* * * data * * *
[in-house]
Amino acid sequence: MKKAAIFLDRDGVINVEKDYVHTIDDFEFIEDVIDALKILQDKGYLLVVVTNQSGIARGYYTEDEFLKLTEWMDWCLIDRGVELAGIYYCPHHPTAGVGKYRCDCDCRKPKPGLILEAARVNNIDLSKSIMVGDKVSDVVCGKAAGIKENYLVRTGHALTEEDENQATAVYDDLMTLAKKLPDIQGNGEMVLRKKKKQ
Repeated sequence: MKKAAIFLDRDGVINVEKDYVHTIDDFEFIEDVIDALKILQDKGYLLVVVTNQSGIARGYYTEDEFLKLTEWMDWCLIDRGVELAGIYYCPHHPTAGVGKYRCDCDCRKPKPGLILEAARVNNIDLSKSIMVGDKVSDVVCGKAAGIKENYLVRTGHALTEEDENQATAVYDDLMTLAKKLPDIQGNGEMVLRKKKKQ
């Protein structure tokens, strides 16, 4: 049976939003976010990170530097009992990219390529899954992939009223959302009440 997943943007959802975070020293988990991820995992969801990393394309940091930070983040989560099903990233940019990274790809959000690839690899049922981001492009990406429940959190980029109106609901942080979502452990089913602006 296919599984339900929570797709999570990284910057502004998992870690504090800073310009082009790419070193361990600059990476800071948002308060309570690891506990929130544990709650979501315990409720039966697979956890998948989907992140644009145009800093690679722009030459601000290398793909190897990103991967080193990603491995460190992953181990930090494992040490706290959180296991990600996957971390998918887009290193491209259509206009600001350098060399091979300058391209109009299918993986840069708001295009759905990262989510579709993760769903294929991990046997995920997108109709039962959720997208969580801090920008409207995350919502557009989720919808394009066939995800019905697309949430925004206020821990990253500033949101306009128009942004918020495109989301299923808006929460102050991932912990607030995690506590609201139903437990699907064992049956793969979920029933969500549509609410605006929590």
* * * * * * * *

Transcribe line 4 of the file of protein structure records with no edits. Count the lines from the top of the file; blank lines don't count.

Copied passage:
């Protein structure tokens, strides 16, 4: 049976939003976010990170530097009992990219390529899954992939009223959302009440 997943943007959802975070020293988990991820995992969801990393394309940091930070983040989560099903990233940019990274790809959000690839690899049922981001492009990406429940959190980029109106609901942080979502452990089913602006 296919599984339900929570797709999570990284910057502004998992870690504090800073310009082009790419070193361990600059990476800071948002308060309570690891506990929130544990709650979501315990409720039966697979956890998948989907992140644009145009800093690679722009030459601000290398793909190897990103991967080193990603491995460190992953181990930090494992040490706290959180296991990600996957971390998918887009290193491209259509206009600001350098060399091979300058391209109009299918993986840069708001295009759905990262989510579709993760769903294929991990046997995920997108109709039962959720997208969580801090920008409207995350919502557009989720919808394009066939995800019905697309949430925004206020821990990253500033949101306009128009942004918020495109989301299923808006929460102050991932912990607030995690506590609201139903437990699907064992049956793969979920029933969500549509609410605006929590």